Long-sleeved peter-pan collar blouses for wearing underneath the jumper in cold weather, variations on the old standby Burda pattern. Left is broadcloth with large clear buttons so she can do them herself, and right is a cotton knit (with floats on the underside, I have no idea where I got it or what it's called) with snaps. Not in this pic is another broadcloth one with pearlized shank buttons; the knit one is my favorite but I have no idea where to get more of this fabric.


This is the final iteration of school pants: in wool-like polyester, similar to the fabric of my uniforms long ago. Based on the Burda pattern still, but with fly shield, adjustable elastic waist, back welt pockets, knee reinforcements, hook fly, and belt loops. I think he has enough pants now! Just hope there's enough length in them so I don't have to make more next year. Already let the hem down on the first pair....



"Sunday best" graduation dress


I have had this McCalls M6312 pattern in my stash forever and ever, and planned out the fabric and bias tape from my stash as well. But it never got cut and sewn until now because I kept finding other patterns I wanted to do more... good thing this past few weeks have been a bit crazy so I didn't have much choice but to go with what I had instead of spending hours looking at new patterns and fabric.



My friend Margaret gave me this fabric more than a year ago. It was going to be a dress for me but nah.
As I was cutting it I knew it was going to be wide.... Also the instructions, or more specifically the order of assembly, seems kind of weird. But it came together and looks decent enough for a day when she needed a special occasion dress, and got a few compliments as well. I definitely have some bigger pattern alterations when I make this out of coordinates, though.

Sunday, June 8, 2014

On a dime specialty cakes are the best, and worst.

A quickie mortar board cake put together in about 30 minutes... since, y'know, zero time and no notice. The chef of this restaurant comes to us needing cake for that night. Not the first time, but he got us on Page Six last time so it's okay.

He comes at 1 or so, shows me a blurry phone pic, needs it by 4. Sure, but I still have other cakes to finish and I'm leaving at 2:30 to go set up a wedding cake for my boss' brother.
Cake baking not included (Dude, you're paying for what we've already got to give you.), but carved, covered, iced and decorated in between other projects. Whoo!

Sunday, April 20, 2014

Easter with Oliver+s year 3!


 
(Forgive the awkward, first time blogging from my phone.) Continuing in my 3 years of O&s patterns, I give you the Garden Party dress!  Since Easter weather is so  unpredictable (even literally the night before, which was when I bought, printed and assembled the pattern, and cut and sewed the dress)  I added length to the sleeves and a little gathered cuff just for fun. Yes I am that crazy person who does this as an all nighter before working the next day-- approximately 5 hours start to finish. The butterflies is from City Quilter and the sage green cotton challis is stash from the NYC fabric district... Paron maybe?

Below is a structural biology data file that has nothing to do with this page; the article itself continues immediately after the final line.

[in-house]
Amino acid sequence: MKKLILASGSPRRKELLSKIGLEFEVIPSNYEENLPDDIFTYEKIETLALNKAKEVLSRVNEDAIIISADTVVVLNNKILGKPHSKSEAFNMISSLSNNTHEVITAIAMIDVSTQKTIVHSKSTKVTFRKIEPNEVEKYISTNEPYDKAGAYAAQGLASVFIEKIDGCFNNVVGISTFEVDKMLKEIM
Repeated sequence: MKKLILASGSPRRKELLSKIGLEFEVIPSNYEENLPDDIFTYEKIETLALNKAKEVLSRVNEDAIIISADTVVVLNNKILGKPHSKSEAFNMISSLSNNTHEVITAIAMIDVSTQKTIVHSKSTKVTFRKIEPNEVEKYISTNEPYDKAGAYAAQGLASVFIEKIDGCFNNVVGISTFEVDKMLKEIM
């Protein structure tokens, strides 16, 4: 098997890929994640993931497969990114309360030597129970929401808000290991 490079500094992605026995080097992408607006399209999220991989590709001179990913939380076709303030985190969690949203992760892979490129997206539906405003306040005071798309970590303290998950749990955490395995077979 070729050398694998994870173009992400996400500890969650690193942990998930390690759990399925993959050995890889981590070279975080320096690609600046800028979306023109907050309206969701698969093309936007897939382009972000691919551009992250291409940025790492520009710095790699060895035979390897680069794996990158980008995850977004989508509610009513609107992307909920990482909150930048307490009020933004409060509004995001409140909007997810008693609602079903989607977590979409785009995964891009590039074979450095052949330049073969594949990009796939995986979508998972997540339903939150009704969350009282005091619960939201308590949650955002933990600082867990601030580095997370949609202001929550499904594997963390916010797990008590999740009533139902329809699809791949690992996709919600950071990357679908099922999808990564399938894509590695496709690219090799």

I loved the way it came together, and the  gathered detail. Mods for the future: lengthen the bodice (maybe two gathered sections and two bands) for a natural waist, and change the back opening to accommodate that.

Sunday, April 13, 2014

Dalek cake sort-of tutorial!

Exterminate!!! No fancy way to beat this Dalek, just eat it. I started out with the idea of making a Dalek cake because -- well, because it's a Dalek and I love Doctor Who! A fellow geek's birthday was the perfect excuse.
First, chocolate cake layers: 2 each 4 inches, 5 inches, 6 inches and 7 inches, and 1 8 inch layer. In retrospect, the 4 inch layers rose so much that I could have gotten away with less in each pan, but the dome provided a good enough base for the round top that I trimmed the corners and was done. The second 4 inch layer was trimmed flat.  
For stability and flavor variation, I divided the cakes into sets of three (each set on its own cardboard base) -- with the top three being filled with peanut butter frosting, the middle three with coffee frosting, and the bottom three with chocolate frosting. When stacking, instead of centering, I kept the back edges close (but not quite flush) to maintain a backward slope that was flatter than the forward one. 
Four lollipop-stick dowels went into the bottom set, to support the weight of the top two cakes. (if I do this again, maybe three in the middle set as well.) After chilling, I put them all together as a stack and staked the entire thing with a sharpened 3/8 inch wooden dowel to go right through to the drum. 
I carved the bottom 5 inch, 6 inch and 7 inch cakes into the required slope and tapered the front of the 8 inch to a point.

Manipulator arm, gunstick, and eyestalk on lollipop sticks. I added tylose to the black so the plunger shape would dry unsupported. (The light receptors were on half-sticks for support as well.)

Crumb- coating the whole thing with vanilla frosting, then a sojourn in the freezer. It was hot that Saturday!
I covered the 4 inch top part with a small piece of purple fondant to get the dome perfect, then the majority of the "skirt" with a separate piece, like a cape, overlapping at the 5 inch "shoulder", with the seam running up the back. The gray strips for the base and shoulder were rolled out thicker. The ropes for the neck could have been more angular, now that I look at it objectively.

I made 36 of the "buttons" out of gray fondant and sprayed them silver. In retrospect, chocolate pistoles or candy melts sprayed silver are the perfect size. Not sure how 56 would fit, Tardis Data Core... 14 sections do not look right, even 9 was a pinch. Granted, I put a black control panel in the back to hide the ugly seam. 10 would look good if the back seam was perfect.